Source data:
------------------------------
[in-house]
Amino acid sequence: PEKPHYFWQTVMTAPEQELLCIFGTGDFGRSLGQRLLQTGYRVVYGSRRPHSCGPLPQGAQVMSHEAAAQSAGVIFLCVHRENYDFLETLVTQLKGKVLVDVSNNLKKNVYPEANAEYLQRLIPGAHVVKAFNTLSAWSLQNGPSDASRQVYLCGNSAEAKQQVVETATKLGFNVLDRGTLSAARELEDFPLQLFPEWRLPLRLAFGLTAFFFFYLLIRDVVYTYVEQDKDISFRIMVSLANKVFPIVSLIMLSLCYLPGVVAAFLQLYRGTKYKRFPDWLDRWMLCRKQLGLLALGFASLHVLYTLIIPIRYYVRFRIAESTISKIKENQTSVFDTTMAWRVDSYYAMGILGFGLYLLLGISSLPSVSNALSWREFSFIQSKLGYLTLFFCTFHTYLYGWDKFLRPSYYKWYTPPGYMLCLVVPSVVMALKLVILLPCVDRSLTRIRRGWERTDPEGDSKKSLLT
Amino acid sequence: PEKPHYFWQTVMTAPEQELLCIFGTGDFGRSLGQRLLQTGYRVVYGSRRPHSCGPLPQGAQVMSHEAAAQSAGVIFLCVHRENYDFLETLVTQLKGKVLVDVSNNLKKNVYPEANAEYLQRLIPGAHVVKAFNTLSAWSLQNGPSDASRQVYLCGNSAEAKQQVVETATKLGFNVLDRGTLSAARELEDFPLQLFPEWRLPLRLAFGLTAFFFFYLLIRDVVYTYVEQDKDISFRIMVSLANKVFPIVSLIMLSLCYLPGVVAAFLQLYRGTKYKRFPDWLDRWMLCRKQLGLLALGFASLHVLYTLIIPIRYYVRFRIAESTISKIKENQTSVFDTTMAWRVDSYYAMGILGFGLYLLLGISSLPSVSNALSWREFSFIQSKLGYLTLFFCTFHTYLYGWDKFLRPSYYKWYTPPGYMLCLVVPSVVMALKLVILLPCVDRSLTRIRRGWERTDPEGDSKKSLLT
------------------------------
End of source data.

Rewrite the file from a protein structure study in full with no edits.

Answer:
[in-house]
Amino acid sequence: PEKPHYFWQTVMTAPEQELLCIFGTGDFGRSLGQRLLQTGYRVVYGSRRPHSCGPLPQGAQVMSHEAAAQSAGVIFLCVHRENYDFLETLVTQLKGKVLVDVSNNLKKNVYPEANAEYLQRLIPGAHVVKAFNTLSAWSLQNGPSDASRQVYLCGNSAEAKQQVVETATKLGFNVLDRGTLSAARELEDFPLQLFPEWRLPLRLAFGLTAFFFFYLLIRDVVYTYVEQDKDISFRIMVSLANKVFPIVSLIMLSLCYLPGVVAAFLQLYRGTKYKRFPDWLDRWMLCRKQLGLLALGFASLHVLYTLIIPIRYYVRFRIAESTISKIKENQTSVFDTTMAWRVDSYYAMGILGFGLYLLLGISSLPSVSNALSWREFSFIQSKLGYLTLFFCTFHTYLYGWDKFLRPSYYKWYTPPGYMLCLVVPSVVMALKLVILLPCVDRSLTRIRRGWERTDPEGDSKKSLLT
Amino acid sequence: PEKPHYFWQTVMTAPEQELLCIFGTGDFGRSLGQRLLQTGYRVVYGSRRPHSCGPLPQGAQVMSHEAAAQSAGVIFLCVHRENYDFLETLVTQLKGKVLVDVSNNLKKNVYPEANAEYLQRLIPGAHVVKAFNTLSAWSLQNGPSDASRQVYLCGNSAEAKQQVVETATKLGFNVLDRGTLSAARELEDFPLQLFPEWRLPLRLAFGLTAFFFFYLLIRDVVYTYVEQDKDISFRIMVSLANKVFPIVSLIMLSLCYLPGVVAAFLQLYRGTKYKRFPDWLDRWMLCRKQLGLLALGFASLHVLYTLIIPIRYYVRFRIAESTISKIKENQTSVFDTTMAWRVDSYYAMGILGFGLYLLLGISSLPSVSNALSWREFSFIQSKLGYLTLFFCTFHTYLYGWDKFLRPSYYKWYTPPGYMLCLVVPSVVMALKLVILLPCVDRSLTRIRRGWERTDPEGDSKKSLLT